After 19 years of claiming his innocence, Guy Miles finally got his 75-years-to life robbery conviction overturned. Miles accepted a plea deal instead of going back to trial, so he can be immediately released and be with his ailing parents.
“It was an impossible decision to make,” said attorney Alissa Bjerkhoel, the litigation coordinator for the California Innocence Project, who fought to bring Miles home. “He’s been fighting for his innocence for almost 20 years. You have to weigh that against how much time you have left with family. At the end of the day, family won out.”
The California State Appellate Court overturned Miles’ conviction on Jan. 23. However, he remained incarcerated, although new evidence supports his actual innocence.
Three men confessed to being the ones who actually committed the robbery, and there were significant problems with the eyewitness identifications made through suggestive photographic lineups and improper prosecutorial tactics, wrote Appellate Court Justice J. Moore in a separate opinion.
“The majority opinion does not find Miles to be ‘factually innocent.’ But there is a strong likelihood that an innocent man has spent almost 19 years in custody for a crime he did not commit,” Moore concluded.
“…an innocent man has spent almost 19 years in custody for a crime he did not commit”
Miles thought he was going home when the attorney general declined to seek review of the appellate decision and only asked the California Supreme Court to de-publish the Appellate Court’s decision. De-publishing keeps the decision out of law books and from being used as a legally binding precedent.
The California Supreme Court gave themselves until May 19 to decide whether to de-publish the case or review it on their own motion.
“He can’t get out of prison until the whole appellate process is complete,” Bjerkhoel said.
“The ironic thing is, when you win in Superior Court, you go home right away,” Bjerkhoel said. “When you win in Appellate court, more can happen. Hope for the best, prepare for the worst.”
Even when the appeal process was completed on May 10, a mishap kept Miles in prison. The California Supreme Court granted the request to keep the case out of law books and decided not to review the decision. However, their court order for Miles’ release from state custody arrived at the wrong prison. It was reissued, but didn’t arrive at San Quentin until May 22, keeping Miles in prison weeks past the appeal process.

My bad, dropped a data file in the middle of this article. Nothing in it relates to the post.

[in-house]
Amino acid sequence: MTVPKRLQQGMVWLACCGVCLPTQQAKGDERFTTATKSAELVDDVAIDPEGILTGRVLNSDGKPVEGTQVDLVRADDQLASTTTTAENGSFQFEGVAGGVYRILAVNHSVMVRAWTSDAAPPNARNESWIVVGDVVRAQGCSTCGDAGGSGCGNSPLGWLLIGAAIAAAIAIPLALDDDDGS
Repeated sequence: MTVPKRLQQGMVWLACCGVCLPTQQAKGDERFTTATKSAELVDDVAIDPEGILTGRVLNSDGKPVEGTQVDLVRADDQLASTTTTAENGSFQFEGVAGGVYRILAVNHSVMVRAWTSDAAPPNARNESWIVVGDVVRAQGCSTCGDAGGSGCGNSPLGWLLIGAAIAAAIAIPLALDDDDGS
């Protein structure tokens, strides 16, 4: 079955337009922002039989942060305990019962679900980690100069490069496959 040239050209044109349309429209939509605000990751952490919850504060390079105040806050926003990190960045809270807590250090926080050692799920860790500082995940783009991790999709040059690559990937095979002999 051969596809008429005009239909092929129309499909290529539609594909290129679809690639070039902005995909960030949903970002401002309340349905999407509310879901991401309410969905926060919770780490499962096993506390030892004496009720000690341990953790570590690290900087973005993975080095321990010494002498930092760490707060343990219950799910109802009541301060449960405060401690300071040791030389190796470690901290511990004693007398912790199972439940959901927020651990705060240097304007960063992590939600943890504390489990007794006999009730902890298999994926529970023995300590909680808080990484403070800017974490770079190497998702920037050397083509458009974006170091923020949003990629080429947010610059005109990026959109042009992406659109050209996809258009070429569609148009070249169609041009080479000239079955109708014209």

“I feel disrespected,” Miles said. “This process needs to be revisited.”
Miles stayed in prison until June 6, awaiting transportation back to Orange County jail for a June 9 court date.
“Out of 25 cases the Southern California Innocence Project has gotten reversed, I think the prosecution has apologized in one case. It’s pretty clear Guy didn’t do it,” Bjerkhoel said.
On the June 9 court date, his bail was set at $1,000,000. Miles couldn’t make the bail.
The prosecution took the stance that they would retry Miles.
“It feels like I have to prove it all over again, starting trial all over again,” Miles said. “It’s not a good feeling. I’m sleepless. Anxiety level is so high sometimes I can’t eat, think. I’ve been through a lot of dangerous things on the streets, but nothing compares to the feeling of going to trial for something that I didn’t do.”
The prosecution offered Miles a deal that allowed him to get out of jail without pleading guilty. Miles suspected that his parents had health issues that they were hiding from the family. He took the deal and came home on June 20, in time for his birthday party on July 9.
“64% of California’s jail population is awaiting trial or sentencing as of December 2016.” Most remain in pretrial custody because they cannot afford bail. Jail Profile Survey, http://www.bscc.ca.gov/
“He took a deal under People versus West,” Bjerkhoel said. “It allows you to benefit from a plea deal without admitting guilt.”
Miles said, “They (the prosecution) were ready to take me back to trial. I had to get back to my mother and father.”
Now out, Miles enjoys babysitting his grandkids and spending time with his family, but he still worries that his newfound freedom is all a dream.
“Man, being home is a dream come true,” Miles said. “Locked up you have so many dreams of being free and wake and find out you’re still in prison. That what I think is gonna happen now — I’ll wake up and find myself back in prison.”
Supreme Court grants new trial based attorney’s assertion of client’s guilt